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The Alabama and the Kearsarge: The Sailor's Civil War
     

The Alabama and the Kearsarge: The Sailor's Civil War

by William Marvel
 

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On June 19, 1864, the Confederate cruiser Alabama and the USS Kearsarge faced off in the English Channel outside the French port of Cherbourg. About an hour after the Alabama fired the first shot, it began to sink, and its crew was forced to wave the white flag of surrender.

Working with personal papers and diaries and contemporary reports,

Overview

On June 19, 1864, the Confederate cruiser Alabama and the USS Kearsarge faced off in the English Channel outside the French port of Cherbourg. About an hour after the Alabama fired the first shot, it began to sink, and its crew was forced to wave the white flag of surrender.

Working with personal papers and diaries and contemporary reports, historian William Marvel interweaves the stories of these two celebrated Civil War warships, from their construction to their climactic encounter off Cherbourg. Just as importantly, he illuminates the day-to-day experiences of their crews. From cabin boys to officers, sailors have been one of the most ignored groups of the Civil War.

The sailors' lot was one of constant discomfort and monotony, interspersed with riotous frolics ashore and, occasionally, a few minutes of intense excitement and danger. Housed in damp, crowded quarters, their wartime mortality rate did not reach that of their army counterparts, but service-connected diseases shortened their postwar lives disproportionately. Most of the crewmen ended their lives in nameless obscurity, and their story has remained unwritten until now.

Editorial Reviews

From the Publisher
"William Marvel knows how to tell a good story."
KLIATT

A fascinating introduction to the common sailor worthy of comparison with the best works on the war's common soldiers.

J. Tracy Power, Society for Civil War Historians Newsletter

Marvel's well-written account of life aboard the two ships should interest both the specialist and the general reader.

Journal of Southern History

[Marvel] has richly tapped new sources by locating the journals, diaries, and letters written by eyewitnesses.

Journal of American History

Highly recommended to those interested in the Civil War at sea.

Blue & Gray

Well written and persuasively argued, Marvel's study will make quite a splash.

Choice

Product Details

ISBN-13:
9780807822944
Publisher:
The University of North Carolina Press
Publication date:
11/18/1996
Series:
Civil War America Series
Edition description:
1
Pages:
348
Product dimensions:
6.12(w) x 9.25(h) x 1.26(d)
Lexile:
1470L (what's this?)
Age Range:
18 Years

What People are Saying About This

From the Publisher
Well written and persuasively argued, Marvel's study will make quite a splash.--Choice

A fascinating introduction to the common sailor worthy of comparison with the best works on the war's common soldiers and one well worth adding to any Civil War library.--J. Tracy Power, Society for Civil War Historians Newsletter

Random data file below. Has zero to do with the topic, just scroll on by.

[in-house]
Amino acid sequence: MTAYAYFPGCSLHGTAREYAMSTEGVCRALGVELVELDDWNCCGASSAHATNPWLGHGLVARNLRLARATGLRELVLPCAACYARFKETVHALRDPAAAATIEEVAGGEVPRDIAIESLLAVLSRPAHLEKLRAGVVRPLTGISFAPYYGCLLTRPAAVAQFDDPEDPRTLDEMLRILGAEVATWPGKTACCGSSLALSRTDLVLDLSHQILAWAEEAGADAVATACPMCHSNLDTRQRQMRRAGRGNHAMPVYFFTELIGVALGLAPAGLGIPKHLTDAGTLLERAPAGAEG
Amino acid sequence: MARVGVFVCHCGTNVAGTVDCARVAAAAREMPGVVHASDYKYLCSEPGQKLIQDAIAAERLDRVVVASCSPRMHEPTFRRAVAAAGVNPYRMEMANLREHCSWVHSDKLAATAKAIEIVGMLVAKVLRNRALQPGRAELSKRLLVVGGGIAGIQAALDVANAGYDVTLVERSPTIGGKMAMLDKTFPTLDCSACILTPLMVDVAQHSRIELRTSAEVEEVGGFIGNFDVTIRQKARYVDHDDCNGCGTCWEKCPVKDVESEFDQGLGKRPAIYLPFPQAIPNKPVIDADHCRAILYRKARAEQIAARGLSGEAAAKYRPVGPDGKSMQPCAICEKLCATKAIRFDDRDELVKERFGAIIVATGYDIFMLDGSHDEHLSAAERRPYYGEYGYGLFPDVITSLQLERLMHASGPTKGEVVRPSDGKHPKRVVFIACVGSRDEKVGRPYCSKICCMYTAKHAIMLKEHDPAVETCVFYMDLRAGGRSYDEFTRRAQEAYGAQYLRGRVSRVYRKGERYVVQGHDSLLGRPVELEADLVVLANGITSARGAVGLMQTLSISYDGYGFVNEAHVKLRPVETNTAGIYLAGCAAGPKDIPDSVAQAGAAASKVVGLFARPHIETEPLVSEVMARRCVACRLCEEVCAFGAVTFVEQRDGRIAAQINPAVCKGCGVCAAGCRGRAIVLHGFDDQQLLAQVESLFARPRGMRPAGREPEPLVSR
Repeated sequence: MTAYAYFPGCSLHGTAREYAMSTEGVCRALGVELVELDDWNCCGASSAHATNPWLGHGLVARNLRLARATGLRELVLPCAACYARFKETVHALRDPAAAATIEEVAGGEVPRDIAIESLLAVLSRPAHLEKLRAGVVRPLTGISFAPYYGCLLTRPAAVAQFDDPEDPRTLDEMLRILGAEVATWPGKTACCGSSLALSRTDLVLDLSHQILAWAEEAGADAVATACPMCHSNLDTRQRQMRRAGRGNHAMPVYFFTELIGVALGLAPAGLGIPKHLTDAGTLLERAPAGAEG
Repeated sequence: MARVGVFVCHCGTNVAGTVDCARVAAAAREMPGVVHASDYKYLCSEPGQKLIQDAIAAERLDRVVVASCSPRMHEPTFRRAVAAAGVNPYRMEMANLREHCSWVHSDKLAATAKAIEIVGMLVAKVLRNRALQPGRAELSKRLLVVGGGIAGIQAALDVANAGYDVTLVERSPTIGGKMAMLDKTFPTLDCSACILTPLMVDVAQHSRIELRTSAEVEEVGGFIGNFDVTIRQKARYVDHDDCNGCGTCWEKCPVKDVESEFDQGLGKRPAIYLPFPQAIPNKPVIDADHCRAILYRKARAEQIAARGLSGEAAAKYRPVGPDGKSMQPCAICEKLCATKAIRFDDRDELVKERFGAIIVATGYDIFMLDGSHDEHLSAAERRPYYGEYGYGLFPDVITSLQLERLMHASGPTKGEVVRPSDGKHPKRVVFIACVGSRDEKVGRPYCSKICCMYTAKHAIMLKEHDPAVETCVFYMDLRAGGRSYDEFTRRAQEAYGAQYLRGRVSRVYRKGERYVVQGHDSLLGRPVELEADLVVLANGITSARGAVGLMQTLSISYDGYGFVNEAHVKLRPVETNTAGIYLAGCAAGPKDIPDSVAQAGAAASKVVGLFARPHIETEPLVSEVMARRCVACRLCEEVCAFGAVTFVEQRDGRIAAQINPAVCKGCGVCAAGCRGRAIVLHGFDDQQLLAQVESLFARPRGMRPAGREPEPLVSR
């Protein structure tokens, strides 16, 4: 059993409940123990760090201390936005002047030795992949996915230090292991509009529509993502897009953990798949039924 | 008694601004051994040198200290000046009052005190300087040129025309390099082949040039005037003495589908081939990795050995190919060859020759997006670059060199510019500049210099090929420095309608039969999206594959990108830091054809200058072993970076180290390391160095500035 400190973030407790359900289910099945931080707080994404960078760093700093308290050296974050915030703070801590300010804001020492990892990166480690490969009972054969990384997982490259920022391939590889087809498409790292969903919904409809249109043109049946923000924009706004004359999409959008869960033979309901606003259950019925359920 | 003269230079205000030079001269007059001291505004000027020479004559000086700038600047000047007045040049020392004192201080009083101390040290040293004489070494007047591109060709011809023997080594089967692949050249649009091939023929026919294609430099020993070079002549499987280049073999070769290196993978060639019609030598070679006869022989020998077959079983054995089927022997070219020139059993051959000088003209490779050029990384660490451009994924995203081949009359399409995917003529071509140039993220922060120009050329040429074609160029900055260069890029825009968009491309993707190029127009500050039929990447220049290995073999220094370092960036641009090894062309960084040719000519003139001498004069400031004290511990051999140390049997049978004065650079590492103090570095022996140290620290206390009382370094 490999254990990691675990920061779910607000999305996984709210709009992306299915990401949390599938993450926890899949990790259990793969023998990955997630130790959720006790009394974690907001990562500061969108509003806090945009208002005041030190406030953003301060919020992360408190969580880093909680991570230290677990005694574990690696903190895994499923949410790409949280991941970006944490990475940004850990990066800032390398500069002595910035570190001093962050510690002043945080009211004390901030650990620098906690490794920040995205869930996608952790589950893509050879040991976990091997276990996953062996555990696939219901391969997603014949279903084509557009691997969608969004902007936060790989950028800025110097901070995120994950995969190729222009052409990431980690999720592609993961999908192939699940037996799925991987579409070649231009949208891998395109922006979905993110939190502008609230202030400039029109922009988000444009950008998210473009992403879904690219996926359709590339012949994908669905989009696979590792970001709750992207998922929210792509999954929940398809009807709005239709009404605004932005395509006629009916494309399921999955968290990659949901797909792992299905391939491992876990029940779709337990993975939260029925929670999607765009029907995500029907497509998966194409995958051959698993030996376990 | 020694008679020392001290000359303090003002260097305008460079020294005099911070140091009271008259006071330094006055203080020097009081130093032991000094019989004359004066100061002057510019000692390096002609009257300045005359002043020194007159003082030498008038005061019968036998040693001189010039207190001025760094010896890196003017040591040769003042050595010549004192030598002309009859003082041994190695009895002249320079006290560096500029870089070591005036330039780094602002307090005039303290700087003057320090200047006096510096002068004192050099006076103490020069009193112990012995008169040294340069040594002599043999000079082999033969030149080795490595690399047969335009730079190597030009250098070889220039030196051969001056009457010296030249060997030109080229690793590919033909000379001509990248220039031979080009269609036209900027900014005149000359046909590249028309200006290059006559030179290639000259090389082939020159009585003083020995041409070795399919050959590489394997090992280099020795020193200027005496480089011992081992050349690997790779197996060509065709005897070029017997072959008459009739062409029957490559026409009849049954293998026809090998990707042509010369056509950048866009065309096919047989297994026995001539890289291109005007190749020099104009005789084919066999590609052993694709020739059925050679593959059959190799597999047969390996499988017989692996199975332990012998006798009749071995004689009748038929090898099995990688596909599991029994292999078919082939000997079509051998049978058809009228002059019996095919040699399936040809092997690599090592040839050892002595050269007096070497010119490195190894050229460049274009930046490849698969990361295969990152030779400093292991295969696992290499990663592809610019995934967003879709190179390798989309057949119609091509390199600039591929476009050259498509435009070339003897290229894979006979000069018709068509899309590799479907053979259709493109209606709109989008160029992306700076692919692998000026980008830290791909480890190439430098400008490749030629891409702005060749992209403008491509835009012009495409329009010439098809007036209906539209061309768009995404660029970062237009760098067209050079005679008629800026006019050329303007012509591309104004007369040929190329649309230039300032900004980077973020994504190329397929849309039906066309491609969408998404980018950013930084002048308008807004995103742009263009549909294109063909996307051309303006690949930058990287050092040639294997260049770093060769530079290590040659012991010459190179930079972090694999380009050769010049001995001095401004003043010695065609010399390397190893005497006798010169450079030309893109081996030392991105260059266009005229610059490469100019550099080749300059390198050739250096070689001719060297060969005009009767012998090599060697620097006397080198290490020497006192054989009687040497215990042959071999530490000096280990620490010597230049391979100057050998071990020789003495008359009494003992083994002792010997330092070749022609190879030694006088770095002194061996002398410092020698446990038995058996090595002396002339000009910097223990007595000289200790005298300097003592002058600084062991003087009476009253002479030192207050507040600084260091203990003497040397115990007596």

This account of the CSS Alabama and the USS Kearsarge illustrates the drama of the American Civil War on the high seas. The story of their rendezvous with destiny at Cherbourg is told here in all its rich detail for the first time. Batten down the hatches for an exciting read.--James M. McPherson, author of the Pulitzer Prize-winning Battle Cry of Freedom: The Era of the Civil War

[Marvel] has richly tapped new sources by locating the journals, diaries, and letters written by eyewitnesses serving on the only two steam sloops of war to engage in a stand-up battle at sea during the Civil War. . . . The story flows as smoothly as a ship scudding along with a pleasant breeze, and those who love the Civil War at sea will enjoy their cruise with William Marvel's book.--Journal of American History

Highly recommended to those interested in the Civil War at sea.--Blue & Gray

Marvel's well-written account of life aboard the two ships should interest both the specialist and the general reader.--Journal of Southern History

Well written and persuasively argued, Marvel's study will make quite a splash. General readers, students, and scholars alike will enjoy it and learn much.--Choice

This is an outstanding book, not only concerning the careers of the USS Kearsarge and CSS Alabama, but of the men who crewed these famous ships. In fact it may well be the best account of mid-nineteenth century sailors, certainly that of the common sailor in the Civil War.--William N. Still, author of Iron Afloat: The Story of the Confederate Armorclads

William Marvel knows how to tell a good story.--KLIATT

The first real insight into those faceless men who struggled and fought hundreds of miles from famous battlefields.--Richmond Times-Dispatch

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Meet the Author

William Marvel's many books include Andersonville: The Last Depot and Lee's Last Retreat: The Flight to Appomattox (both from the University of North Carolina Press). He lives in South Conway, New Hampshire.

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